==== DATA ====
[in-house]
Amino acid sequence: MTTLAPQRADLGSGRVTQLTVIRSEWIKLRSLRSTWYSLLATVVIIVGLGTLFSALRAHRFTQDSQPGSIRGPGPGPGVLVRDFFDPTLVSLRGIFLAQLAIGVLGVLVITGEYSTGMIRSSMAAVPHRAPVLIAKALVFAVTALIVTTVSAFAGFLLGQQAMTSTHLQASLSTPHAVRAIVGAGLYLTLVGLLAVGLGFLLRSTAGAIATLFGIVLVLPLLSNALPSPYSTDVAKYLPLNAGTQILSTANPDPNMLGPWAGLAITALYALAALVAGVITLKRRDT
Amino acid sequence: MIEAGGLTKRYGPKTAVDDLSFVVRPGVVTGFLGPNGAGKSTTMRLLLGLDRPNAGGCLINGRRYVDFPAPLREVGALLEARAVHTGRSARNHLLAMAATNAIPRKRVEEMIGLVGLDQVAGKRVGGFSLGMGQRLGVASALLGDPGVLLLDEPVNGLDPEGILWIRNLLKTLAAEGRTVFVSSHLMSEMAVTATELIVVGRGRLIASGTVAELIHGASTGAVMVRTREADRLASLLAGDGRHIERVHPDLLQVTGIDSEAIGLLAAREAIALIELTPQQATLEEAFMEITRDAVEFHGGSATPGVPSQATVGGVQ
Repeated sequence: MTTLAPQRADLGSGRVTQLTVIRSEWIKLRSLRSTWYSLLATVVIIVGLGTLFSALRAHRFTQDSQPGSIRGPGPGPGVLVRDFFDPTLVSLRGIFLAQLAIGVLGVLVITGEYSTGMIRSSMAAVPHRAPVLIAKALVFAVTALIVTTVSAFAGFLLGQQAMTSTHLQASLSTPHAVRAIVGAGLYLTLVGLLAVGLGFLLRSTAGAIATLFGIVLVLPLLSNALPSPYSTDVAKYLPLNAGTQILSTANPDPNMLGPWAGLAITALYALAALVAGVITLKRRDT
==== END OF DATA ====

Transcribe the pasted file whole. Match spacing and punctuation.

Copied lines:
[in-house]
Amino acid sequence: MTTLAPQRADLGSGRVTQLTVIRSEWIKLRSLRSTWYSLLATVVIIVGLGTLFSALRAHRFTQDSQPGSIRGPGPGPGVLVRDFFDPTLVSLRGIFLAQLAIGVLGVLVITGEYSTGMIRSSMAAVPHRAPVLIAKALVFAVTALIVTTVSAFAGFLLGQQAMTSTHLQASLSTPHAVRAIVGAGLYLTLVGLLAVGLGFLLRSTAGAIATLFGIVLVLPLLSNALPSPYSTDVAKYLPLNAGTQILSTANPDPNMLGPWAGLAITALYALAALVAGVITLKRRDT
Amino acid sequence: MIEAGGLTKRYGPKTAVDDLSFVVRPGVVTGFLGPNGAGKSTTMRLLLGLDRPNAGGCLINGRRYVDFPAPLREVGALLEARAVHTGRSARNHLLAMAATNAIPRKRVEEMIGLVGLDQVAGKRVGGFSLGMGQRLGVASALLGDPGVLLLDEPVNGLDPEGILWIRNLLKTLAAEGRTVFVSSHLMSEMAVTATELIVVGRGRLIASGTVAELIHGASTGAVMVRTREADRLASLLAGDGRHIERVHPDLLQVTGIDSEAIGLLAAREAIALIELTPQQATLEEAFMEITRDAVEFHGGSATPGVPSQATVGGVQ
Repeated sequence: MTTLAPQRADLGSGRVTQLTVIRSEWIKLRSLRSTWYSLLATVVIIVGLGTLFSALRAHRFTQDSQPGSIRGPGPGPGVLVRDFFDPTLVSLRGIFLAQLAIGVLGVLVITGEYSTGMIRSSMAAVPHRAPVLIAKALVFAVTALIVTTVSAFAGFLLGQQAMTSTHLQASLSTPHAVRAIVGAGLYLTLVGLLAVGLGFLLRSTAGAIATLFGIVLVLPLLSNALPSPYSTDVAKYLPLNAGTQILSTANPDPNMLGPWAGLAITALYALAALVAGVITLKRRDT